C.J. Moore’s valuable guide should certainly help us to understand the way of life of other people, but I am not so sure whether it would help those who lived in the former colonies of the imperialists to understand their own cultural habits better.

The final paragraph of his essay left me in two minds. I leave it to you to judge for yourself. “How does one begin to bridge such gaps?” he asks and answers. “To live another life oneself is, yes, at least a step towards international understanding. A colleague who has seen me breaking into Spanish at book fairs once commented, ‘You become another person.’ I like that.”

Tuesday, September 23, 2008

Exploring the modern coupling phenomenon

Exploring the modern coupling phenomenon

There appears to be a trend of older women dating younger men, notably illustrated by celebrity couples including Demi Moore and Aston Kutcher, Halle Berry and Gabriel Aubry, and the most recent fling between 48-year-old Linda Hogan and 19-year-old Charlie Hill. According to a study of 50,000 women daters over 30, conducted by an online dating site in 2007, more than one-third of the subjects showed interest in men at least 5 years younger. And in 2003, an AARP survey revealed 34 percent of 3,500 women (between ages 40 and 69) dated men who are 10 or more years younger than themselves. This trend appears to be shocking to some people, but I don't find it so unusual.

Socially, there's a role reversal of sorts going on, women are more powerful now than ever before and may want men who are younger, and perhaps, more flexible; men who can handle it if the woman's career and lifestyle takes priority over their own. Media portrayals in "Sex and the City" (like movie characters Smith Jerrod and Samantha Jones) and "Desperate Housewives" are also showing women that dates don't have to be older. Women who have high-powered careers - or a well-developed self-image - are exercising more choice. Women who have been divorced and are established single moms may enjoy having a playmate, someone to have fun with; who doesn't try to control her.

Can these older woman/younger man relationships last? In my counselling office, I have seen many relationships succeed with this kind of older woman/younger man scenario.

The media focuses on the age difference, but what really makes or breaks the relationship is how well the couple can form a partnership that works The media focuses on the age difference, but what really makes or breaks the relationship is how well the couple can form a partnership that works.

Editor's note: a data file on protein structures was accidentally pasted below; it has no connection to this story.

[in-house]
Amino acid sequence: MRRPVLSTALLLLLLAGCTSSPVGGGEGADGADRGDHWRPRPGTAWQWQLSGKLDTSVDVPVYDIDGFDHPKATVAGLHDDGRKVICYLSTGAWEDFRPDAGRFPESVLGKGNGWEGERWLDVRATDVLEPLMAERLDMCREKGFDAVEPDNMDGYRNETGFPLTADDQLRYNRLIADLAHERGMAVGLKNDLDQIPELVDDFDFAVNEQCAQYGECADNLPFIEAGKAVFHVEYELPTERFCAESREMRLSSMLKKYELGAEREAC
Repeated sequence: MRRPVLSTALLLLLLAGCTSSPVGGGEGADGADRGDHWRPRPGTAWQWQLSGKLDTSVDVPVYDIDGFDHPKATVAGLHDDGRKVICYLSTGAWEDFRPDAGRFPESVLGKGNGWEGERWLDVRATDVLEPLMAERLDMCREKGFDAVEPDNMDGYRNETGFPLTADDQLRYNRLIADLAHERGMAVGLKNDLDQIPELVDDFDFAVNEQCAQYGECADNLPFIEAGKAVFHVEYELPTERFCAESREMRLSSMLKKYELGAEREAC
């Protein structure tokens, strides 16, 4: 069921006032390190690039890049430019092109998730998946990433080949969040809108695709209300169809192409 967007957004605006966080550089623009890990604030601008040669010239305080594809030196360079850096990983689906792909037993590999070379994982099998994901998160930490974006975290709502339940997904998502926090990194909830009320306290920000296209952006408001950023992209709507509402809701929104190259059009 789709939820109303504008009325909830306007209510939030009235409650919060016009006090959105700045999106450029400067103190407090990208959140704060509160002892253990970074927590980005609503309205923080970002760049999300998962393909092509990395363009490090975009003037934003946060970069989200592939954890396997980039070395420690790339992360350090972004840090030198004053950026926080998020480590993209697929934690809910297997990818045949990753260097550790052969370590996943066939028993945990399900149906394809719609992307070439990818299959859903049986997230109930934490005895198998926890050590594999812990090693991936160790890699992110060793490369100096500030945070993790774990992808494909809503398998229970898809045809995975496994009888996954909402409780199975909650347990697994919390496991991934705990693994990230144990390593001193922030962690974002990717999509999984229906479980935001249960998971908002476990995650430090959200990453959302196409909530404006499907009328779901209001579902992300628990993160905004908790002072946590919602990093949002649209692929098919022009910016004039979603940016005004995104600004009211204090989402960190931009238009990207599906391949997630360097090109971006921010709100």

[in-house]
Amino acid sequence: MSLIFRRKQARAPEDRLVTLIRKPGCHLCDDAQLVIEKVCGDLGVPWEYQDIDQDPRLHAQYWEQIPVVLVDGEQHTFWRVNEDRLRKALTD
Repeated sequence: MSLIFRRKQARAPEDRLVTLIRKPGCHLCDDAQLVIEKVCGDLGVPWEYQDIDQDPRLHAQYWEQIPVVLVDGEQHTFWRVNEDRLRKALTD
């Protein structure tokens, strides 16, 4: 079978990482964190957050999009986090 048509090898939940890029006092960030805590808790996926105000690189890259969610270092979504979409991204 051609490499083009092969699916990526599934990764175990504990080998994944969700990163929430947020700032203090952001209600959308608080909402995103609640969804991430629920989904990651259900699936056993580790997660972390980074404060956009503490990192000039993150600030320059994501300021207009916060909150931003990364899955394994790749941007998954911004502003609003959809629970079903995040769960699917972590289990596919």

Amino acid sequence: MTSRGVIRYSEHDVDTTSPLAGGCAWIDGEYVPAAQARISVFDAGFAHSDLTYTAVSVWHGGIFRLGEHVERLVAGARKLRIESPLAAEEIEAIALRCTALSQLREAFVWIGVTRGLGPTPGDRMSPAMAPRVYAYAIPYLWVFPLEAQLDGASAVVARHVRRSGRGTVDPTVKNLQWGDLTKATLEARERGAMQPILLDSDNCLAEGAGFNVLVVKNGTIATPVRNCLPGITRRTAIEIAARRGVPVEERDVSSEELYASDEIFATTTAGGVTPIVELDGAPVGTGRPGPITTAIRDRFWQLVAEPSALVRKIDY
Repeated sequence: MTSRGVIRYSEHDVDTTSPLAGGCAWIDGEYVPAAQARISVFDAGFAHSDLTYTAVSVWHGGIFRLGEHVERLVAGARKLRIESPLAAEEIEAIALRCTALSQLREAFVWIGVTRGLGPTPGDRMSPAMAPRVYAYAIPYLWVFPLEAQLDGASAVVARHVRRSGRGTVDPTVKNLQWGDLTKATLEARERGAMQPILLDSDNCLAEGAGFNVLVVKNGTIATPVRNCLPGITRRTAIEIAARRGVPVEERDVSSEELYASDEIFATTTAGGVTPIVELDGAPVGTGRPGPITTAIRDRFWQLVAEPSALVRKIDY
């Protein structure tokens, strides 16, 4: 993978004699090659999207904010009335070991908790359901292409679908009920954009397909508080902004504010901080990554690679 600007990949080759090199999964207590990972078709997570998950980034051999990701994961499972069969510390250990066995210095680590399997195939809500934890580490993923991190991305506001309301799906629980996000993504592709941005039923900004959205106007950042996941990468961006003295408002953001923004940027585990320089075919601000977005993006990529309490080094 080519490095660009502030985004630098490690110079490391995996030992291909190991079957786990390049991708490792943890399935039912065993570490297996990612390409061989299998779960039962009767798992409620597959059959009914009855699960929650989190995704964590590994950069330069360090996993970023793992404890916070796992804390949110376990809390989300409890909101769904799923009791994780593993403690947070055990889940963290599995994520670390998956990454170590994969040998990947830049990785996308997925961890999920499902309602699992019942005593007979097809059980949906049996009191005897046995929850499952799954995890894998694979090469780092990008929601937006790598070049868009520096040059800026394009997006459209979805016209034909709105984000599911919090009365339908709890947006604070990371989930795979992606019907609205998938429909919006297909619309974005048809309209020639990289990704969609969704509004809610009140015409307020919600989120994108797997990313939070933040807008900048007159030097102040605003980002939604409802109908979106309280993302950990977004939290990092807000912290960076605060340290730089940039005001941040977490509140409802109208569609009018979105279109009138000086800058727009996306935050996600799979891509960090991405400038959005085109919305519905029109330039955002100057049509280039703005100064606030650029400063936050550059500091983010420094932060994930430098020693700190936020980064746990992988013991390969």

Age difference is an adolescent worry: When you're a teenager, an age difference of even two or three years makes a vast difference in your experience and your outlook on life. Such a difference can interfere with communication, life goals, outlook, and relationship experience. In addition, for the young, the social reaction to such a relationship is often negative. If one partner is underage, a sexual relationship is even against the law.

But, as you get older, life experience and emotional growth help to equalize your relationship skills and resources. A 10-year or more difference in your ages makes little difference in how well you can conduct your relationship.

Don't focus on an arbitrary numbers difference in your ages. If you are getting along, you have good communication and problem solving, and you love each other, that's a precious thing, and far more important than any age difference could be. If other people have a problem with it, let it be their problem. Whether or not a relationship is healthy is not determined by age differences, but by the interaction between the partners. A 10-year difference is not too difficult to bridge, but a 20-year differences or more in age can lead to some difficulties as the partners get older. For example, the younger partner may mature and reconsider his or her choices, or an older partner may confront aging problems much sooner. But, as long as both parties are adult, and the couple has talked about their age difference and the future possibilities, I don't make judgments about their respective ages. Dealing with the generation gap There are healthy and unhealthy reasons to date someone of a different generation.